Back in August, a federal judge decided that works of generative AI aren't protected by copyright, and I agree. AI accelerationists (and AI companies) disagree. Discourse! By limiting the protections that AI-generated works are given, we bypass a lot of the economic concerns that people have about AI: We disincentivize models that scrape repositories of human culture without consent or compensation, and we remove profit from the equation of cheap, AI-generated content.

The philosophical answer as to why we can deny generative AI authorship is pretty simple, and I can make the case without stepping into the morass that the judge did in this case. His argument was there was no precedent to grant copyright to non-human entities. While this may be legally true, it sidesteps what makes 'authorship' different from 'content generation': intent and subtext. Generative AI has neither, at least to the degree that we can comprehend it.

Intent is judged by going back and asking the author what they meant by creating something - the why behind any creative work. When I write a poem, I (usually) have the subject firmly in mind, maybe some bits of inspiration I can point to. Sometimes, I can tell you exactly why I chose a specific word – whether it was the meter, sound, or meaning.

ChatGPT and Midjourney can do none of that. While it's possible to introspect the inner workings of LLMs, what you wind up with is a bunch of numbers that represent vectors. There's nothing to attach those vectors to, making the whole thing opaque. They don't have meaningful metacognition - and since that is true, I'd make the case that authorship is beyond them. Authors can explain their work to you - AIs can't.

If you don't have an author, you don't have an original work. You might have an incredibly convincing collage of parts that convincingly passes as original, but it is a simulacrum, a finely-grained average of smaller and smaller arbitrary vector choices. In some cases, this isn't even metaphorical - you can see the reality of generative AI if you get very, very close.

Midjourney recently released an upscale feature which is much more powerful than previous versions. The image size that you can produce with the 4x upscale is frankly breathtaking. I was working with some images, when I decided to put a few through Photoshop and inspect what to my eye in the originals was fine details - a filigree of lines. What I found surprised me.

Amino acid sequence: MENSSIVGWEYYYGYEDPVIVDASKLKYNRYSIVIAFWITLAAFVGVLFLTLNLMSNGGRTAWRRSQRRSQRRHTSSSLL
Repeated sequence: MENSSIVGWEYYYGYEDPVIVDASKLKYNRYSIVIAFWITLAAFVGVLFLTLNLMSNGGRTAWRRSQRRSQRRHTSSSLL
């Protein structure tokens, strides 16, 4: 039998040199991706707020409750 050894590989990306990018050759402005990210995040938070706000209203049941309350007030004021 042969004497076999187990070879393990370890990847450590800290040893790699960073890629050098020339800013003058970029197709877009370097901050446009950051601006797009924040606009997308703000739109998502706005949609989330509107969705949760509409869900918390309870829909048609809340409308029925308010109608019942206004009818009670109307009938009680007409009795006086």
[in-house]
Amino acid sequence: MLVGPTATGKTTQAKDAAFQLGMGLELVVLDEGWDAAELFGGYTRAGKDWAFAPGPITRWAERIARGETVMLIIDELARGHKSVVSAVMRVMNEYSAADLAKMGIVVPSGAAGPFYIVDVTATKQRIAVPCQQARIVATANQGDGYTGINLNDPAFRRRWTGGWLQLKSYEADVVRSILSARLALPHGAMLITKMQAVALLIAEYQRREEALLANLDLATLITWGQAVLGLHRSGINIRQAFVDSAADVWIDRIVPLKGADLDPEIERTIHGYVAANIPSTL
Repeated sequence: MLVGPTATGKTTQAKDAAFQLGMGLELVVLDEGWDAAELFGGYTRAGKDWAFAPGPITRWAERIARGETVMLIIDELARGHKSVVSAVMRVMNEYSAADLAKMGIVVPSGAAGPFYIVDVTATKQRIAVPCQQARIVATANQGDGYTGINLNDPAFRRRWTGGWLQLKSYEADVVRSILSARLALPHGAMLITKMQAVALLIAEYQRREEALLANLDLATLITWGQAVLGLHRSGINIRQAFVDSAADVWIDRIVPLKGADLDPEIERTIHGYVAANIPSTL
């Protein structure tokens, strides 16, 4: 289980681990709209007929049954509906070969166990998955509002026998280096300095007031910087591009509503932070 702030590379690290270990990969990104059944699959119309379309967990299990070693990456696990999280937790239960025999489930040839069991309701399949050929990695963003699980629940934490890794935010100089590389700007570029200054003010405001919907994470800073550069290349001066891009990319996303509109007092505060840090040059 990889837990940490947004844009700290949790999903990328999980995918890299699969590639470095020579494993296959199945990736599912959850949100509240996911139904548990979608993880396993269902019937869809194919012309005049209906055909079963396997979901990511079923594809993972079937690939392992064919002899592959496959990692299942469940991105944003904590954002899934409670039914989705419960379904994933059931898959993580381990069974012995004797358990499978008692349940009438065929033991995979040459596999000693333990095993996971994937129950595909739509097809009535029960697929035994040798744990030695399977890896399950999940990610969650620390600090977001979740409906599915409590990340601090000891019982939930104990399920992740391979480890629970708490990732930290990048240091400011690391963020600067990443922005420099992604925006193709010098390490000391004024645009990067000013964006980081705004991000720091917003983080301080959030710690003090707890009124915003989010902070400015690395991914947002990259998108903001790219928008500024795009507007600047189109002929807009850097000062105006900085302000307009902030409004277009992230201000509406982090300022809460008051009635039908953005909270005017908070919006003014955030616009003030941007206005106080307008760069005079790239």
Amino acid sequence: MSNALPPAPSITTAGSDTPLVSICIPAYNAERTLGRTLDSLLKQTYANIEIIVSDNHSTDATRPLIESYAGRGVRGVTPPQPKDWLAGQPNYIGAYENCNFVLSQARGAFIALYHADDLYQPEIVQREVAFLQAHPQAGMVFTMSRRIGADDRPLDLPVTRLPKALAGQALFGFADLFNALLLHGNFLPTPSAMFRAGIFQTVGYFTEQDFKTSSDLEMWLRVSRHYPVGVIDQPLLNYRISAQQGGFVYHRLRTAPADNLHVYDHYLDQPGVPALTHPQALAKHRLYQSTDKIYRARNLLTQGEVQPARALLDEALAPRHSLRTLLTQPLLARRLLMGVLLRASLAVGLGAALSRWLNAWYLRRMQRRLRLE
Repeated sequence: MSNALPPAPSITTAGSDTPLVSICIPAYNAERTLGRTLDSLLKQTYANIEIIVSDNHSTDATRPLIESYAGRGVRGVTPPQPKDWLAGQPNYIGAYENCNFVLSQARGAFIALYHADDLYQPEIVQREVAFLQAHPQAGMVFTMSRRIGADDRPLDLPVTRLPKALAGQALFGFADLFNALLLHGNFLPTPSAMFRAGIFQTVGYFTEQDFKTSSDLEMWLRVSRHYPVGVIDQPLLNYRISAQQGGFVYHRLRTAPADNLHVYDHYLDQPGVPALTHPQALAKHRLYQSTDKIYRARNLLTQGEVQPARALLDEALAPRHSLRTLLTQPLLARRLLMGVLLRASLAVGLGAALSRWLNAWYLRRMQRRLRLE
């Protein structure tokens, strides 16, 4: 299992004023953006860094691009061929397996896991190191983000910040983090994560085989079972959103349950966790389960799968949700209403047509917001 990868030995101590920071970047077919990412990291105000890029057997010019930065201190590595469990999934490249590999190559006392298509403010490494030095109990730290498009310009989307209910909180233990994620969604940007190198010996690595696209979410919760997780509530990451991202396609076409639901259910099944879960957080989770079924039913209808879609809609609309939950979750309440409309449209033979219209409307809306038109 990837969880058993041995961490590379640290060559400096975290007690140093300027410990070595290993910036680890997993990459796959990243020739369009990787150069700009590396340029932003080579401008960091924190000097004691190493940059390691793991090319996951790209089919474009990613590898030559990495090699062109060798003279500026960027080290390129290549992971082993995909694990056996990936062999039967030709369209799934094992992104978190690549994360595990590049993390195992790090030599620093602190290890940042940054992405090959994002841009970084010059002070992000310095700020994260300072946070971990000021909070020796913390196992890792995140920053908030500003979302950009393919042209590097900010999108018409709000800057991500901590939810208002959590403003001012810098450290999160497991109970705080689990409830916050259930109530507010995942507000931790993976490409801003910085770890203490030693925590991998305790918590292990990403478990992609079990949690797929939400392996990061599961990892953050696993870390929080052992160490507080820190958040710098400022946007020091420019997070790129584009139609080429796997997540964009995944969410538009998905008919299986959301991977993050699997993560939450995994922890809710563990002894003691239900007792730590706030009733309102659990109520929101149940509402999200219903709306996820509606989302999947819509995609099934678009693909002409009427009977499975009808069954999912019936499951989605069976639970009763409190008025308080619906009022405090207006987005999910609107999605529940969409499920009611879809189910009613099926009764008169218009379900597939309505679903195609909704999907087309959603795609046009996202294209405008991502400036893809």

Prompt: board game design in the style of Moebius. Midjourney 5.2. Public Domain.

Here we have the conceptual design of a board game, as imagined by the legendary artist, Möebius. It's pretty good as these things go - I've been using the new tuning feature to really hone the creation of these sorts of illustrations. You have a collection of 3D buildings on a board, at least one piece, and some spaces on the board that seem to have some commonality. Its at least a decent jumping-off point for me as a designer to think about how I'd implement something like this.

If we look very closely at individual elements, the style offers a peek at how the sausage is really made.

A building I dubbed "The Prison" from the center-left above.

This is one of the buildings on the board. There's not a straight line to be had. Windows morph into corners, the base of the building is round at the base and square at the top, and the architecture falls apart into a sad birthday cake.

"The Broadcast Center," top-center in the original image.

Here's another building with what, in the original image, appears to be a range of masts and towers for broadcasting or some other collection of technology. You can see, particularly at the top of the building where it overlaps the track behind it, where the AI stopped dealing with the building as part of the foreground and blended elements into the background, even molding the shapes to the blue track behind the object.

"Our Lady of Cnidarians" - Midjourney 5.2. Public Domain.

Famously, generative AI is bad at drawing hands. This makes more sense when you consider that there's no "planning" involved in AI art - there are simultaneous decisions that are made at increasingly smaller scales until you have hands like the above. Hands are things that physically get in each others' way - you must compose them, and there is no composer.

And, since there's no composer, the result can't be considered "a composition" - of word, image, or otherwise. Title 17, Section 102 of US Copyright Law, has this to say about works subject to copyright:

In no case does copyright protection for an original work of authorship extend to any idea, procedure, process, system, method of operation, concept, principle, or discovery, regardless of the form in which it is described, explained, illustrated, or embodied in such work.

I'd make the argument that generative AI is all process, procedure and system, and as such, the product of that process, even an intricate one, isn't protected by copyright. There may come a time when this isn't the case - but for the current deluge of generative AI - the porch light is on, but no one is home.